I took the photo above on Monday evening; it shows rubbish illegally fly - tipped in Appold Street, off Manor Road in Erith. A reader had alerted me to the incident. It would appear that the fly tipping occurred late on Sunday night, or very early on Monday morning. The relevant authorities were alerted, and thanks to the very swift and efficient action by local Councillor Stefano Borella, the mess was quickly cleared up. The blatant fly tipping is nothing new; for some reason the dead end that is Appold Street, adjacent to Morrison's car park in Erith is a favourite for the local criminal fly tipping fraternity. Appold Street is lined by historic terraced cottages and has a bridge which once went over the now long gone industrial narrow gauge railway that was used by nearby factories to transport materials. Nowadays it is also home to a Thames Water pumping station. It is frustrating and annoying for residents to have their home environment treated as a dumping ground. According to the most recently available statistics for fly-tipping in England which covers 2019/20 (detailed records were not kept during the Covid lock downs, hence the slightly old statistics) over 75,000 fixed penalty notices (FPNs) were issued for fly-tipping – an increase of 32 percent since 2016 when councils were given the power to issue fly-tipping FPNs. Prosecutions have also more than doubled over the same period, with total court fines last year totalling nearly £1.2 million. Councils in England dealt with 976,000 fly-tipping incidents, an increase of 2 percent from the 957,000 reported in 2018/19, with the most common size category being equivalent to a ‘small van load’ of waste (34 percent of total incidents), followed by the equivalent of a ‘car boot or less’ (28 percent). Head of Regulation at the Environmental Services Association (ESA), Sam Corp, said, in an interview in The Circular magazine - “Today’s figures show that fly-tipping is unfortunately on the rise, with nearly a million incidents in England alone during 2019/20. “Fly-tipping is one of the most common and pervasive environmental crimes, which affects not just the environment, but also has social, economic and health implications too. Regulating against this behaviour and prosecuting offenders is challenging and, coupled with relatively low penalties even when an offender is convicted, these factors unfortunately make fly-tipping a low-risk and high-reward crime.” In 2020 the government set up a new unit to tackle the most serious cases. The Joint Unit for Waste Crime is targeting the organised criminal gangs that make millions by dumping waste on an industrial scale. Councils are able to issue on-the-spot fines to fly-tippers of up to £400 and can stop, search and seize vehicles suspected of being used for fly-tipping. Local authorities and The Environment Agency are also able to issue penalties of up to £400 to householders who do not pass their waste to a licensed carrier and whose waste is then found fly-tipped. Fly-tippers can also be prosecuted and taken to court, which can lead to a significant fine and/or up to 12 months imprisonment if convicted in a Magistrates’ Court or an unlimited fine and/or up to 5 years imprisonment if convicted in a Crown Court. Fly-tipping prosecutions are “highly successful”, Defra says, with over 98 percent of prosecutions resulting in a conviction in 2019/20. The Environment Agency is also clamping down on waste crime and large-scale illegal dumping. A poll has been carried out by a furniture company into the public’s attitude towards fly tipping; the results, if accurate, are quite surprising. An astonishing seventeen percent of the people surveyed admitted having fly tipped on at least one occasion. Of that seventeen percent, the reasons they stated for their fly tipping broke down as follows:- 1. There is nowhere else to take rubbish (38 percent) 2. Unaware it was illegal (30 percent) 3. It was the easiest option available (28 percent) 4. The cost of disposing properly was too high (20 percent) 5. Because they didn’t realise they were fly-tipping at the time (16 percent). I find this utterly staggering, and frankly somewhat hard to believe; for a start, if the respondents were only allowed to pick one response, how come it adds up to 132 percent?. According to Government statistics, local authorities reported 852,000 cases of fly-tipping last year, and almost 98 percent of fly-tipping prosecutions resulted in a conviction. I feel that the responses listed above are actually covering the real truth. From my own experiences investigating fly – tipping, the proponents are well aware of what they are doing is illegal – but they just don't care, as they think the chances of them being caught are minimal at best. It is a cynical and exploitative attitude from criminals who should (and indeed sometimes do) get jailed for their activities. A recent survey conducted by The Environment Agency (EA) has uncovered evidence suggesting that nearly a fifth of all waste in England may be illegally disposed of. Another recent report by The Environment Agency (EA) revealed that approximately 18 per cent of waste in England is falling into the hands of criminals, stressing the urgent need for action to bring perpetrators to justice and safeguard both the environment and the economy. The figure accounts for approximately 34 million tonnes of waste across England annually, enough to fill up to an estimated 4 million skips. The report looked at a range of waste crimes, including the burning, fly-tipping, mis - description and illegal shipping of waste, alongside the operation of illicit waste sites. Industry research indicates that waste crime results in a cost of £1 billion on the English economy each year, stemming from various factors such as landfill-tax evasion, environmental and social damage and the erosion of legitimate business prospects. The EA highlights the economic benefits of increased enforcement resourcing. In a 2020 report, the agency uncovered that every additional £1 spent on waste enforcement would yield an estimated £4.96 back into the legitimate economy. The EA’s findings offer the necessary evidence for the agency to update and refine its enforcement methods in response to the ever-changing tactics employed by waste criminals. Dismantling criminal activity within the waste sector remains one of its top priorities. Steve Molyneux, the EA’s strategic lead on waste regulation, commented in a recent online interview that:- “Waste criminals put us all at risk every time they break the law. Their toxic crimes cause widespread and significant harm to people, places and the economy. The Environment Agency is facing well-resourced, highly organised criminals whose crimes stretch beyond the waste sector to include human trafficking, drugs and money laundering. We know crime in the waste sector is rife and this survey provides us with the evidence we need to help us stay one step ahead of the criminal gangs.”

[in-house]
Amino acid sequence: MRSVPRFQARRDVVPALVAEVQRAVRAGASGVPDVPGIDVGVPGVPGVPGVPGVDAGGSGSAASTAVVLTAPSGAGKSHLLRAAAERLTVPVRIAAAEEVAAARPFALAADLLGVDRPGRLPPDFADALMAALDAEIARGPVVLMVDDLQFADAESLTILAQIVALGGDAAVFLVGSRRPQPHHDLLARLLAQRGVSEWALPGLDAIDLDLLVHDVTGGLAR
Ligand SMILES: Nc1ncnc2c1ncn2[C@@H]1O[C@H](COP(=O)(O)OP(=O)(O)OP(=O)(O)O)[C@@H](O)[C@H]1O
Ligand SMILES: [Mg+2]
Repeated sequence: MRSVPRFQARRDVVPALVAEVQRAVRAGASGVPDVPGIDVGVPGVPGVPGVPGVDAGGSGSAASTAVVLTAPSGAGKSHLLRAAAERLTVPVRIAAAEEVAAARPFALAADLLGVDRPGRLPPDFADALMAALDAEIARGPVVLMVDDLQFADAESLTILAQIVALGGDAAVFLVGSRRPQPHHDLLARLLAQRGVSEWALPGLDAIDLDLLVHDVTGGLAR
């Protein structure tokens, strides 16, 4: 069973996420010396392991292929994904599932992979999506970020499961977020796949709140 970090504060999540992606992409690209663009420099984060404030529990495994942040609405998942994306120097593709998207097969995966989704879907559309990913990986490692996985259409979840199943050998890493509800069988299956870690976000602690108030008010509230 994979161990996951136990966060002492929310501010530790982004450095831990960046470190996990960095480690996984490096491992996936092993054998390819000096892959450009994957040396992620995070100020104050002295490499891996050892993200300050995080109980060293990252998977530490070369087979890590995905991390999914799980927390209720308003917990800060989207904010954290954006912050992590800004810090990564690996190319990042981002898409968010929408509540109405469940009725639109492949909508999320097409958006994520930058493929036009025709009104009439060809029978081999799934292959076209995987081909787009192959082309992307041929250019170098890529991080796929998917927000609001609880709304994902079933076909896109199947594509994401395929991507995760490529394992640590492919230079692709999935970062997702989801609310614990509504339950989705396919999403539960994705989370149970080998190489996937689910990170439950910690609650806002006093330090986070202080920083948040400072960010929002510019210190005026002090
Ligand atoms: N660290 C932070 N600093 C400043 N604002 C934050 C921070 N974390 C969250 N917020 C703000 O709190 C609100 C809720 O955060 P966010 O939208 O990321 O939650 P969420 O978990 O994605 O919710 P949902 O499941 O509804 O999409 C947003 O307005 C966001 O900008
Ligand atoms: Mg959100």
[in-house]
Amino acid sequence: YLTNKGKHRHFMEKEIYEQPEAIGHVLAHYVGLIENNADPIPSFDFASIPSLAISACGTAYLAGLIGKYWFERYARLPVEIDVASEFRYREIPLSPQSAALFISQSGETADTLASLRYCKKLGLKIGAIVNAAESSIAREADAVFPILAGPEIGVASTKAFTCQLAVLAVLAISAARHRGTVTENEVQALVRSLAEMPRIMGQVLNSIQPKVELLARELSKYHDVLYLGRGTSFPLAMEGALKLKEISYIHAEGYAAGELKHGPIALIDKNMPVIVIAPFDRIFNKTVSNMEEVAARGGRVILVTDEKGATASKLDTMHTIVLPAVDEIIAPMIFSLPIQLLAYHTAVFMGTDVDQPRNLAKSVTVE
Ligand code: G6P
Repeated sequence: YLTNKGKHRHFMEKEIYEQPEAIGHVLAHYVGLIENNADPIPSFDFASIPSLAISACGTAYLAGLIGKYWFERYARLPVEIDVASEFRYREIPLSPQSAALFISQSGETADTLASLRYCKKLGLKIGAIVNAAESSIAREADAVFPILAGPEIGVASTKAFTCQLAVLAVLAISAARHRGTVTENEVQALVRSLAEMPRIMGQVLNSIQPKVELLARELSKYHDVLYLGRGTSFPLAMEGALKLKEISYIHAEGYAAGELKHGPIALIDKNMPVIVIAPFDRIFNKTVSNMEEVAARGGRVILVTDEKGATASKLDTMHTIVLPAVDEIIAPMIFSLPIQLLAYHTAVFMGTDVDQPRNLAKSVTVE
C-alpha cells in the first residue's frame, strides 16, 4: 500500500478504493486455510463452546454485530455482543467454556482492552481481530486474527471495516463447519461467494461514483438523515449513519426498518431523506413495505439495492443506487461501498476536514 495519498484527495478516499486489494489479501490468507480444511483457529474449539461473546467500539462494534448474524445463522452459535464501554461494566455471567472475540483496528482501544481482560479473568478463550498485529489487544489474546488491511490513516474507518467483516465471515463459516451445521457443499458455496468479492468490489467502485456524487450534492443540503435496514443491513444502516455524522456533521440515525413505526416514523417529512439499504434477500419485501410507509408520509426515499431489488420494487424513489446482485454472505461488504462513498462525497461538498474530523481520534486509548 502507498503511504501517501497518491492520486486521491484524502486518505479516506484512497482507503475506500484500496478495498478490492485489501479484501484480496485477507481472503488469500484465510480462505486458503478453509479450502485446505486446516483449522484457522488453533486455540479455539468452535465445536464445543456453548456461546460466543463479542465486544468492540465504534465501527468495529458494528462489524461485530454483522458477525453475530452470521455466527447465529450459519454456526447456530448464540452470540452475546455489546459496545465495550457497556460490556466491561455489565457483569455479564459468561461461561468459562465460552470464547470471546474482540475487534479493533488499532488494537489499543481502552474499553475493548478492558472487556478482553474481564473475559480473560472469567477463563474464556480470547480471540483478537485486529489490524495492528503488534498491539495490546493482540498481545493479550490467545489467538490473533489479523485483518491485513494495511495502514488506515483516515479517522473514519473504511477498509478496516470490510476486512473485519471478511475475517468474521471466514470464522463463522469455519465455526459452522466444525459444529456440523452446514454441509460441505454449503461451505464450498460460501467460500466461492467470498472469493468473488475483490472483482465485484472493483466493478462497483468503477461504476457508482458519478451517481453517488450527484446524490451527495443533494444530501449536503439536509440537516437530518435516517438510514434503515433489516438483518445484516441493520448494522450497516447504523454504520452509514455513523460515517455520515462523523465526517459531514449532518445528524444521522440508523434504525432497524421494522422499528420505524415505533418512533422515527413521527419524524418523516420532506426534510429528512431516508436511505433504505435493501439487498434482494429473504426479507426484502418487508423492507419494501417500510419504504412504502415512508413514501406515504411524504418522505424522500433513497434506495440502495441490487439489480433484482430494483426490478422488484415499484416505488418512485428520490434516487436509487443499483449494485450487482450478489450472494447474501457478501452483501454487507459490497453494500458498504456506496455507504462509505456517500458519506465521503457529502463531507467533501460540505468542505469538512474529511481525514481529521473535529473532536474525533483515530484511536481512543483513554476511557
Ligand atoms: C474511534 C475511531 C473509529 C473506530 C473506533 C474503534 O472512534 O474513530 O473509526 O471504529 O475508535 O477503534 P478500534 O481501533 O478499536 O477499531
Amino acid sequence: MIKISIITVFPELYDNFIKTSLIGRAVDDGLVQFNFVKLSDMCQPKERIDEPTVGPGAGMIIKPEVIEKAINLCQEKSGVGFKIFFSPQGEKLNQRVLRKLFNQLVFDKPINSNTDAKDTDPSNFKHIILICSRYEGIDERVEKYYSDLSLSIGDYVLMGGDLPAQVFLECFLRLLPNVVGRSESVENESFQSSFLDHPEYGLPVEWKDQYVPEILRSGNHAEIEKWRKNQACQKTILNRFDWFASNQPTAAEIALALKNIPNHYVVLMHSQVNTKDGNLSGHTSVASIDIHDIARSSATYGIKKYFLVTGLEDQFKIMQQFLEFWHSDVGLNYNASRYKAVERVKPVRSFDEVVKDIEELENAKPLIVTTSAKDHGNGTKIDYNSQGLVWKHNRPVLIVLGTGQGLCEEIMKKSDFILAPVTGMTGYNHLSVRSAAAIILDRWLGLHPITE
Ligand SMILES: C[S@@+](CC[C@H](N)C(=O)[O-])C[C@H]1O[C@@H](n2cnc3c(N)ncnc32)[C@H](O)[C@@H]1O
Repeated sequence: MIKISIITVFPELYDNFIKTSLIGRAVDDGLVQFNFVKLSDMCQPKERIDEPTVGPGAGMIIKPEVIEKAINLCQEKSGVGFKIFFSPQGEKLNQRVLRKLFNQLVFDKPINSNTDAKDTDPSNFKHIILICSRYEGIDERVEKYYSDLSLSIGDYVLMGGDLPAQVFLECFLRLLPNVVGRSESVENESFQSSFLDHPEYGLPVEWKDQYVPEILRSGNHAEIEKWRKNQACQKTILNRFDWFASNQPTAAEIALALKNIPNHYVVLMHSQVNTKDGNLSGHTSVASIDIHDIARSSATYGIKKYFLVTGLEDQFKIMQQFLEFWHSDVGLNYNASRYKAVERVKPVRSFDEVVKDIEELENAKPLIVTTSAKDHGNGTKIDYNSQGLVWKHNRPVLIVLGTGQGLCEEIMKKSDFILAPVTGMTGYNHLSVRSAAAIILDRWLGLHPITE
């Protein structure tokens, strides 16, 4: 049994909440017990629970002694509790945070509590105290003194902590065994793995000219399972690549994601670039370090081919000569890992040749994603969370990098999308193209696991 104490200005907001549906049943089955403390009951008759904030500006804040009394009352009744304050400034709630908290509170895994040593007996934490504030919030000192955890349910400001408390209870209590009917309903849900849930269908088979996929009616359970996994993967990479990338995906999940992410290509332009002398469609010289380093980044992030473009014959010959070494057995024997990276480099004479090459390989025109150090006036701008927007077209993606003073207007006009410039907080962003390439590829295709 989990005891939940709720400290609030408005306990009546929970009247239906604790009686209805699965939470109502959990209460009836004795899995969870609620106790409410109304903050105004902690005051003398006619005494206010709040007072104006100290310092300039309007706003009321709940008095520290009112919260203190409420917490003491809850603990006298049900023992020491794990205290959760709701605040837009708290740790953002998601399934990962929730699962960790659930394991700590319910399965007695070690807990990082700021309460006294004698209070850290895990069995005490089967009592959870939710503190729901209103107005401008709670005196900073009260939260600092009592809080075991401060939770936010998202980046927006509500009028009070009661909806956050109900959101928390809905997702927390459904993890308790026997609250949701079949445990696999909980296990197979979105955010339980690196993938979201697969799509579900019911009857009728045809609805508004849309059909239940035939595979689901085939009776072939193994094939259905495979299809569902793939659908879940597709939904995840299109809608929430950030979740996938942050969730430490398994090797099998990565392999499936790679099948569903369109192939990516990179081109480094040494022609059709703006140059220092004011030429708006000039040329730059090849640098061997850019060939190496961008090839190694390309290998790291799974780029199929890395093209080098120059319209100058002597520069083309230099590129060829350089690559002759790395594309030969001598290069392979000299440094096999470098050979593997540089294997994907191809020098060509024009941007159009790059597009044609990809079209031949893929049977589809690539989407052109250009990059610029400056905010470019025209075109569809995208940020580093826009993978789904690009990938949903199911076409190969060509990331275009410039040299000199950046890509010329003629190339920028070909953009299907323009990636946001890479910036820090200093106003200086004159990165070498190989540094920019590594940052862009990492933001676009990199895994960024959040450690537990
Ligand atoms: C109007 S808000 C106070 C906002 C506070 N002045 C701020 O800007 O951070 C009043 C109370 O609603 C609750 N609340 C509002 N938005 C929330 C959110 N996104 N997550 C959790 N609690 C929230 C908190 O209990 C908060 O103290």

From a report received last week, it would seem that the 96 year long story of Erith Rugby Club has sadly come to an end with the closure of the club, which was based on the sports ground in Sussex Road, Northumberland Heath. It has been struggling to attract and retain members for several years. If you have any further information on the situation, then please contact me at hugh.neal@gmail.com